After a vote in parliament, Denmark’s government has scrapped a popular public holiday in order to have more money available for the military. The country wants to reach NATO’s two percent target by 2030 instead of 2033. The Danes are not pleased.
In order to have more money for the military, the Danish government abolished the “Store Bededag” (“Big Day of Prayer”), a holiday celebrated since 1618. The reason for the deletion is the government’s plans to increase productivity in order to be able to spend more money on the military. Store Bededag traditionally takes place on the fourth Friday after Good Friday and is one of the three spring holidays in Denmark. As it falls in the gap between the Easter holidays and the summer break in July, the holiday is quite popular among the Danish population, but this year is probably the last time Danes will be able to enjoy the day off.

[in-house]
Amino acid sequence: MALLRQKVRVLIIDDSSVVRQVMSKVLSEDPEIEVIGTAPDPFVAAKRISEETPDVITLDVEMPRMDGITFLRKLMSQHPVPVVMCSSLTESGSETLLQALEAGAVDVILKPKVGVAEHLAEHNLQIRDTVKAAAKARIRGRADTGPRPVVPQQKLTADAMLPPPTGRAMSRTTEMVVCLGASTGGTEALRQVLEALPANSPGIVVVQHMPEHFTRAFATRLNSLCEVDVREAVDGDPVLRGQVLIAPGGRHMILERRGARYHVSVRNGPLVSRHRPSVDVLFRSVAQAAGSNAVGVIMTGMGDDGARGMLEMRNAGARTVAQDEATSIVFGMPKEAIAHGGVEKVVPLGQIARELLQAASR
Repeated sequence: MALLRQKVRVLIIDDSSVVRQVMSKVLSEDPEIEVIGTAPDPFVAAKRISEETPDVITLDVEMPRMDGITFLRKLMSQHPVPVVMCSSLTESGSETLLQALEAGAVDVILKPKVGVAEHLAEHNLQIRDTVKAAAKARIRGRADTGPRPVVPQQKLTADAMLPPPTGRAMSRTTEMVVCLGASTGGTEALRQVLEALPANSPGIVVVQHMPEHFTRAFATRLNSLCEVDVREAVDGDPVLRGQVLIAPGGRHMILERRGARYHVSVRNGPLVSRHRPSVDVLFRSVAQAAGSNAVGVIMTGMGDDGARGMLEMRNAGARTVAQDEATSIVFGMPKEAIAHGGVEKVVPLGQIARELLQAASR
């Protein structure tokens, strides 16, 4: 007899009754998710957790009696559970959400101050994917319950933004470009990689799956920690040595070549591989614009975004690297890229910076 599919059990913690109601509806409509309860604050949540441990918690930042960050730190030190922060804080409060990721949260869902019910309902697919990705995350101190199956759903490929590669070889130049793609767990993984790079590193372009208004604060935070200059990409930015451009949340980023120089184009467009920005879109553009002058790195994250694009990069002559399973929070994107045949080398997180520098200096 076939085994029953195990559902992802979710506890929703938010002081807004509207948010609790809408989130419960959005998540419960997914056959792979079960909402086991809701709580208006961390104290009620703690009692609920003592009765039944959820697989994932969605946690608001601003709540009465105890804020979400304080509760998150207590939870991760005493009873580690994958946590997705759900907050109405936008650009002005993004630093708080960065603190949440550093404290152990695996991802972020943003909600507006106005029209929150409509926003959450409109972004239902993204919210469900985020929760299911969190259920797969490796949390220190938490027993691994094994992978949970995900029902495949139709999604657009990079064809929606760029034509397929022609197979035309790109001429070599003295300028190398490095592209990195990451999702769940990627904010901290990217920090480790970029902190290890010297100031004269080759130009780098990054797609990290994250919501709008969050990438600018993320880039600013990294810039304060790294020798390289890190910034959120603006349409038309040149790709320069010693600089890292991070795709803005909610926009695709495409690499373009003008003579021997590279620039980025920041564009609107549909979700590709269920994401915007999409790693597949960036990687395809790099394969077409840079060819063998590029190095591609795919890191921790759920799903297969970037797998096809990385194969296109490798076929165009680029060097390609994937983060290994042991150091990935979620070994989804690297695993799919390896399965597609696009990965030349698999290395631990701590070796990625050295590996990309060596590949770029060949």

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Prime Minister Mette Frederiksen explained in Parliament that there would be considerable additional spending in the areas of the military, security and “green transformation”, among other things, and that there would no longer be any financial leeway. After a long debate and a vote, the abolition of the holiday was decided. Of the MPs, 95 voted in favor and 68 against.
As a result of the decision, employees will receive a salary bonus of 0.45 percent of their annual salary. The additional working day is expected to bring three billion Danish kroner (around 400 million euros) into the state coffers. The money is primarily intended to benefit the military, because the Danish government wants to achieve NATO’s two percent target by 2030 instead of 2033 against the background of the Ukraine war.
The social-democratic prime minister went on to say that working one day longer was not a problem. Denmark’s population, however, was much less enthusiastic. Protests broke out in Copenhagen. According to a survey, Copenhagen Post revealed that 70 percent of Danes are against the abolition of the public holiday and only 19 percent are in favor. Of those surveyed, 11 percent had no opinion.
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